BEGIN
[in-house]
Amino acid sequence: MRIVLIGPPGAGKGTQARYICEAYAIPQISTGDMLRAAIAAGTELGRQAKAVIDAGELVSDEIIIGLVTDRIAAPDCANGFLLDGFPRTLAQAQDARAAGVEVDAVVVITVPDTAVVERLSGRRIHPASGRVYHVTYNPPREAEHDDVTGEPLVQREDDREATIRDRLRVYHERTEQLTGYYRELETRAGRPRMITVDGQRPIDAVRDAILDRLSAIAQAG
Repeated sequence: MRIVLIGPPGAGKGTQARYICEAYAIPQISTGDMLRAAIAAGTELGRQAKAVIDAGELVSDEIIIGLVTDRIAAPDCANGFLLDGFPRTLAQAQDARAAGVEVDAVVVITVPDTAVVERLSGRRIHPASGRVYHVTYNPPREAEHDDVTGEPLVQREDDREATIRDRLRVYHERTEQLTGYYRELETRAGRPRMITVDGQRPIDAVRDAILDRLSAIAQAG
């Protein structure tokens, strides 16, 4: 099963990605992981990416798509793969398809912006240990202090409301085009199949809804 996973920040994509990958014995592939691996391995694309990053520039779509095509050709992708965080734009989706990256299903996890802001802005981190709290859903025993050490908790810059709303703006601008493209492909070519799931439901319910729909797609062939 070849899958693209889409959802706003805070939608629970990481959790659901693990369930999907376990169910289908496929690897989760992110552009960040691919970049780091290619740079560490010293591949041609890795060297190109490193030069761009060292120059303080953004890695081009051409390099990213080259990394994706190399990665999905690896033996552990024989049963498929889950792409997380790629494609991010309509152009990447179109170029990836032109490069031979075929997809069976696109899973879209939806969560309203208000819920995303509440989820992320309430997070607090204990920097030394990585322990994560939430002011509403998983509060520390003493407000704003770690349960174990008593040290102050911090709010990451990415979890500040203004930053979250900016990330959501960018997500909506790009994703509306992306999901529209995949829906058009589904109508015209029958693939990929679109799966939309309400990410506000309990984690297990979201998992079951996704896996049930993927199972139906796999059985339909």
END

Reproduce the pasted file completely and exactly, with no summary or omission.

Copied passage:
[in-house]
Amino acid sequence: MRIVLIGPPGAGKGTQARYICEAYAIPQISTGDMLRAAIAAGTELGRQAKAVIDAGELVSDEIIIGLVTDRIAAPDCANGFLLDGFPRTLAQAQDARAAGVEVDAVVVITVPDTAVVERLSGRRIHPASGRVYHVTYNPPREAEHDDVTGEPLVQREDDREATIRDRLRVYHERTEQLTGYYRELETRAGRPRMITVDGQRPIDAVRDAILDRLSAIAQAG
Repeated sequence: MRIVLIGPPGAGKGTQARYICEAYAIPQISTGDMLRAAIAAGTELGRQAKAVIDAGELVSDEIIIGLVTDRIAAPDCANGFLLDGFPRTLAQAQDARAAGVEVDAVVVITVPDTAVVERLSGRRIHPASGRVYHVTYNPPREAEHDDVTGEPLVQREDDREATIRDRLRVYHERTEQLTGYYRELETRAGRPRMITVDGQRPIDAVRDAILDRLSAIAQAG
């Protein structure tokens, strides 16, 4: 099963990605992981990416798509793969398809912006240990202090409301085009199949809804 996973920040994509990958014995592939691996391995694309990053520039779509095509050709992708965080734009989706990256299903996890802001802005981190709290859903025993050490908790810059709303703006601008493209492909070519799931439901319910729909797609062939 070849899958693209889409959802706003805070939608629970990481959790659901693990369930999907376990169910289908496929690897989760992110552009960040691919970049780091290619740079560490010293591949041609890795060297190109490193030069761009060292120059303080953004890695081009051409390099990213080259990394994706190399990665999905690896033996552990024989049963498929889950792409997380790629494609991010309509152009990447179109170029990836032109490069031979075929997809069976696109899973879209939806969560309203208000819920995303509440989820992320309430997070607090204990920097030394990585322990994560939430002011509403998983509060520390003493407000704003770690349960174990008593040290102050911090709010990451990415979890500040203004930053979250900016990330959501960018997500909506790009994703509306992306999901529209995949829906058009589904109508015209029958693939990929679109799966939309309400990410506000309990984690297990979201998992079951996704896996049930993927199972139906796999059985339909």